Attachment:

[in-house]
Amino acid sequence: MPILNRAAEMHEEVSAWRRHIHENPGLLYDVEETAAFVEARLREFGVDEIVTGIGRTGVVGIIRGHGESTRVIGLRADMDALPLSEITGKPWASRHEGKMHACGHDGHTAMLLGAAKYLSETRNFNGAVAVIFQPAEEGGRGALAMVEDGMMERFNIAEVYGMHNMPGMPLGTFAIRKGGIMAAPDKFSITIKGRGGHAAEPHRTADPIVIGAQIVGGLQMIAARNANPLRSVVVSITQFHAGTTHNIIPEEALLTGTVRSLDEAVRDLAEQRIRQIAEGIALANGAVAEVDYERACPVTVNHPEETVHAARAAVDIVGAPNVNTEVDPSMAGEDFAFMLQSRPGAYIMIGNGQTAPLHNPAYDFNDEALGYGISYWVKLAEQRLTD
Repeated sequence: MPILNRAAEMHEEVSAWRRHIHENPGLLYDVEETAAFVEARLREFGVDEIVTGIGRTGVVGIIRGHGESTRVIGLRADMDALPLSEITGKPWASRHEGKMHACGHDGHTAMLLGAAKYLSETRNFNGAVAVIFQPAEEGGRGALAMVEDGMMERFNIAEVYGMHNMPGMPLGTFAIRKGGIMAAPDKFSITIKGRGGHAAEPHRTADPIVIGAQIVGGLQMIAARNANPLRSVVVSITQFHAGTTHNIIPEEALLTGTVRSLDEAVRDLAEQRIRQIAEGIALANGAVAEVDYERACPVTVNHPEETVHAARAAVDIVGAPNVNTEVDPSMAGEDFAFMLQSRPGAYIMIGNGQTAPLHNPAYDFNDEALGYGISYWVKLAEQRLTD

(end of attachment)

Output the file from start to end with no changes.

[in-house]
Amino acid sequence: MPILNRAAEMHEEVSAWRRHIHENPGLLYDVEETAAFVEARLREFGVDEIVTGIGRTGVVGIIRGHGESTRVIGLRADMDALPLSEITGKPWASRHEGKMHACGHDGHTAMLLGAAKYLSETRNFNGAVAVIFQPAEEGGRGALAMVEDGMMERFNIAEVYGMHNMPGMPLGTFAIRKGGIMAAPDKFSITIKGRGGHAAEPHRTADPIVIGAQIVGGLQMIAARNANPLRSVVVSITQFHAGTTHNIIPEEALLTGTVRSLDEAVRDLAEQRIRQIAEGIALANGAVAEVDYERACPVTVNHPEETVHAARAAVDIVGAPNVNTEVDPSMAGEDFAFMLQSRPGAYIMIGNGQTAPLHNPAYDFNDEALGYGISYWVKLAEQRLTD
Repeated sequence: MPILNRAAEMHEEVSAWRRHIHENPGLLYDVEETAAFVEARLREFGVDEIVTGIGRTGVVGIIRGHGESTRVIGLRADMDALPLSEITGKPWASRHEGKMHACGHDGHTAMLLGAAKYLSETRNFNGAVAVIFQPAEEGGRGALAMVEDGMMERFNIAEVYGMHNMPGMPLGTFAIRKGGIMAAPDKFSITIKGRGGHAAEPHRTADPIVIGAQIVGGLQMIAARNANPLRSVVVSITQFHAGTTHNIIPEEALLTGTVRSLDEAVRDLAEQRIRQIAEGIALANGAVAEVDYERACPVTVNHPEETVHAARAAVDIVGAPNVNTEVDPSMAGEDFAFMLQSRPGAYIMIGNGQTAPLHNPAYDFNDEALGYGISYWVKLAEQRLTD